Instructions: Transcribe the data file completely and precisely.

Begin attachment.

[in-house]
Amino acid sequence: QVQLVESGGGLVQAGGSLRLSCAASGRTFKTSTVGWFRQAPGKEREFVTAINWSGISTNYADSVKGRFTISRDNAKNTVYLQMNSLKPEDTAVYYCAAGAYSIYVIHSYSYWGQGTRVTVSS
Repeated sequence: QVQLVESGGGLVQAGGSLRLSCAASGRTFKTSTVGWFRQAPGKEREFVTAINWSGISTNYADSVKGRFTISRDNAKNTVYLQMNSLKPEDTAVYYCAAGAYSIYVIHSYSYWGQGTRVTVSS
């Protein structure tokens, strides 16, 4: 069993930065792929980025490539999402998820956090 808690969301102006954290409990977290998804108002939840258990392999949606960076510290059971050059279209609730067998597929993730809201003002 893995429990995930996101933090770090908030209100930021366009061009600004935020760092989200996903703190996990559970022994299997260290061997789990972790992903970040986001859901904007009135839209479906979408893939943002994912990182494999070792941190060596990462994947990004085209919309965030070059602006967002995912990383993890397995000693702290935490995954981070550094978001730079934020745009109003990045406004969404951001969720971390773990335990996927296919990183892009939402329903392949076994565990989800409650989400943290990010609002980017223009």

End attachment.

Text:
[in-house]
Amino acid sequence: QVQLVESGGGLVQAGGSLRLSCAASGRTFKTSTVGWFRQAPGKEREFVTAINWSGISTNYADSVKGRFTISRDNAKNTVYLQMNSLKPEDTAVYYCAAGAYSIYVIHSYSYWGQGTRVTVSS
Repeated sequence: QVQLVESGGGLVQAGGSLRLSCAASGRTFKTSTVGWFRQAPGKEREFVTAINWSGISTNYADSVKGRFTISRDNAKNTVYLQMNSLKPEDTAVYYCAAGAYSIYVIHSYSYWGQGTRVTVSS
């Protein structure tokens, strides 16, 4: 069993930065792929980025490539999402998820956090 808690969301102006954290409990977290998804108002939840258990392999949606960076510290059971050059279209609730067998597929993730809201003002 893995429990995930996101933090770090908030209100930021366009061009600004935020760092989200996903703190996990559970022994299997260290061997789990972790992903970040986001859901904007009135839209479906979408893939943002994912990182494999070792941190060596990462994947990004085209919309965030070059602006967002995912990383993890397995000693702290935490995954981070550094978001730079934020745009109003990045406004969404951001969720971390773990335990996927296919990183892009939402329903392949076994565990989800409650989400943290990010609002980017223009």